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A meme is an image or recording packaged in such a way as to communicate a message or capture the fancy of those who see/view/hear it.  It is communicated via the Internet.   Their explosive impact has come of age in today’s social media world.

A few minutes ago I received an e-mail from Auntie Bev, into which she had pasted several meme images.  One caught my eye, and I’ve since been able to determine that it’s a true viral phenomenon, posted to thousands of blogs and Facebook accounts.

I’m not sure about the message of this meme.  Perhaps it is that some cheaters are unstoppable.  Or, masterful cheating is admirable.  Perhaps the message is that because cheating is unstoppable, it’s OK to do it.

Using my screen capture utility, I have snipped the following image from another viral meme.  It delivers quite a different message.

I suppose the message for this one is that opportunistic cheating is everywhere.  Or, it might be that cheating is due to teacher carelessness.  Whatever, the meme is funny.  Darn kids.  If this one would only try to learn as much as he tries to cheat.

Debit and credit – – David Albrecht

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(c) BKA at CardinalAvenue.com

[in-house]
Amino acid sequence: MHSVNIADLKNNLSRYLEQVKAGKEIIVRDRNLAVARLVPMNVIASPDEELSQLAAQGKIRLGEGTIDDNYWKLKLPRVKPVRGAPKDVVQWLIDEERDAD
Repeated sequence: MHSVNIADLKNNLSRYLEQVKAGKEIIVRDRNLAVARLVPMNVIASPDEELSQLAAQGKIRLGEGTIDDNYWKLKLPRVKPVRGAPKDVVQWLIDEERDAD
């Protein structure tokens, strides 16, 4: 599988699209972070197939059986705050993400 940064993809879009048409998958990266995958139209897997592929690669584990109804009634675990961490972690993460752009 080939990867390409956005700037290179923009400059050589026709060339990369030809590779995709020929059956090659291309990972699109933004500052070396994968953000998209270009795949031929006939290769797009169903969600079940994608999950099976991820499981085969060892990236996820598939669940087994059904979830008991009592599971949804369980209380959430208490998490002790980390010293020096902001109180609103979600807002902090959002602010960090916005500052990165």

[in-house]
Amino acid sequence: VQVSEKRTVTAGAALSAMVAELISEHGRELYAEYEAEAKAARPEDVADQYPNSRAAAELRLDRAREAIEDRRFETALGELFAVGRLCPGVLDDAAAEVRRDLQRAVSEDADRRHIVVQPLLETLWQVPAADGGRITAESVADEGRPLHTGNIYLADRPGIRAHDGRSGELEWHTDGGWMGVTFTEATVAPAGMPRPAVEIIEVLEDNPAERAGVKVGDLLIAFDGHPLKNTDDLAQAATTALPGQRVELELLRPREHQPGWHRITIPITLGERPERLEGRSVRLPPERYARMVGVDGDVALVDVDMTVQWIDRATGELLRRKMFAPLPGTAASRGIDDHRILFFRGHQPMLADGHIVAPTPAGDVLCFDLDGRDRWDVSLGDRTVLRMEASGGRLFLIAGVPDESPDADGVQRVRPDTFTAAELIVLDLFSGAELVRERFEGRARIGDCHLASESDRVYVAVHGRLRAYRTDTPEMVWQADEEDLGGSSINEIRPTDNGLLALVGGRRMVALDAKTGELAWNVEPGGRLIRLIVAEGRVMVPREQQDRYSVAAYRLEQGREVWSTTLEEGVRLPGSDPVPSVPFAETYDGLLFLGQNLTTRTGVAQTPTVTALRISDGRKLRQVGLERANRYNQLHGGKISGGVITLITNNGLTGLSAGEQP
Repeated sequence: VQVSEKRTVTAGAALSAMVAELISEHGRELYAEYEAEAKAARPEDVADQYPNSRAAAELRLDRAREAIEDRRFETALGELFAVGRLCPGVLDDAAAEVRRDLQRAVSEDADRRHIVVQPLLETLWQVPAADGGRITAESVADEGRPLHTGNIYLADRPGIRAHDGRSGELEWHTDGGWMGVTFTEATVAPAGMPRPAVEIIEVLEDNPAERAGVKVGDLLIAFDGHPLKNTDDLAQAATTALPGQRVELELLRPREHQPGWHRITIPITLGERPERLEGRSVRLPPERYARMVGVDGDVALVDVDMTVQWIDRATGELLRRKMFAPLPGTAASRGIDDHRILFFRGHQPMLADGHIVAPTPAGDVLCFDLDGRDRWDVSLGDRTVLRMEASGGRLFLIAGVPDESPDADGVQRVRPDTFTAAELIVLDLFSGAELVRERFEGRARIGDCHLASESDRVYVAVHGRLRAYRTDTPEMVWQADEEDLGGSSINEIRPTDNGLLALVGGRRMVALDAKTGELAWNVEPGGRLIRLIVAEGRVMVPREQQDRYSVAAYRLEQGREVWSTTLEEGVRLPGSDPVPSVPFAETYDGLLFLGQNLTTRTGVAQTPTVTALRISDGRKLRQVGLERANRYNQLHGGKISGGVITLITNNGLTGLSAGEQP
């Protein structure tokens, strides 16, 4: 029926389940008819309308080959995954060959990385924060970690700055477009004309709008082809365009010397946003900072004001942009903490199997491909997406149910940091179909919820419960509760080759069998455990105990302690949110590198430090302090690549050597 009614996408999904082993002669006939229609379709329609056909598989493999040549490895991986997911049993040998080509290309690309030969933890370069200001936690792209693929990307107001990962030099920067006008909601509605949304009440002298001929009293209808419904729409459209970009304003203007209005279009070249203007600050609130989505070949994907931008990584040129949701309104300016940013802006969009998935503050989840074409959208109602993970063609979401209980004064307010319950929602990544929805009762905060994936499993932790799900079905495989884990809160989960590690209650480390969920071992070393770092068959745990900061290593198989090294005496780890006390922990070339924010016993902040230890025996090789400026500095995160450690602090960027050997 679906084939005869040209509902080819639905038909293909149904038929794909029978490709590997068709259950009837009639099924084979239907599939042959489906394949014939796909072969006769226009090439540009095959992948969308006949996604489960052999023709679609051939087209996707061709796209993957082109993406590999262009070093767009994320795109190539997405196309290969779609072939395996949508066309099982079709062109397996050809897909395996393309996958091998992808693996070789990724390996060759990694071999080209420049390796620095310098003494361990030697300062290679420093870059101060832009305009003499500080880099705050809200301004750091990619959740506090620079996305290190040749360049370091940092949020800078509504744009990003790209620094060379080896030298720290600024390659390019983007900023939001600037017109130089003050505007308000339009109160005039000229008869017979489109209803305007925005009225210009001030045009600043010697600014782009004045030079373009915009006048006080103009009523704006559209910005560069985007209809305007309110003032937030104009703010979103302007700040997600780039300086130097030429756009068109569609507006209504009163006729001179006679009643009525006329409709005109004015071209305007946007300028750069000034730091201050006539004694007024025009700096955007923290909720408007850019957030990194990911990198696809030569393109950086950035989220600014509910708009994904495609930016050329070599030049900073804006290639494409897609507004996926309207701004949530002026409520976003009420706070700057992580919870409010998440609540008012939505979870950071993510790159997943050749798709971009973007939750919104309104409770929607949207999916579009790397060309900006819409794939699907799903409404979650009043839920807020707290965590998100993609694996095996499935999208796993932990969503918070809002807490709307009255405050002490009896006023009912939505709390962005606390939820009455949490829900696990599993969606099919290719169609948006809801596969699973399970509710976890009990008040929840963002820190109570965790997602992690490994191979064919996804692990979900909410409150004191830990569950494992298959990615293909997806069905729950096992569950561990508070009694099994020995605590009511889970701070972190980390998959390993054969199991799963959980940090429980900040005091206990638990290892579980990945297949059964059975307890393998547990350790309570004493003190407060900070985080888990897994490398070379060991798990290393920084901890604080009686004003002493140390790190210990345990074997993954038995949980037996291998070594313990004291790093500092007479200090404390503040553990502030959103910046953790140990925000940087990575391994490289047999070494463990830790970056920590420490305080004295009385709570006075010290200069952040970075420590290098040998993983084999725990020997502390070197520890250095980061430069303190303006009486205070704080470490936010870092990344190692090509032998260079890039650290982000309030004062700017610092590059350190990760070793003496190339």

After hearing a sermon on Mother’s day 1910, Sonora Smart Dodd suggested to her Spokane pastor there should be a day for fathers.  There was, on June 19.  After decades of her promotional effort, observance became routine.

In 1966, President Johnson issued the first presidential proclamation honoring fathers, and in 1972 observing Father’s Day on the third Sunday in June became a national law.

I am a father, and I can speak with authority on this subject.  On Father’s Day, a hug or a phone call is much more appreciated than the gift of a tie or shirt.

If there is a father in your life, either your own or a friend’s, then you should call them up or reach out to hug them.

Debit and credit – – David Albrecht


Want more of The Summa? Sign up to receive email notification of posts.  And please follow me on Twitter (@profalbrecht).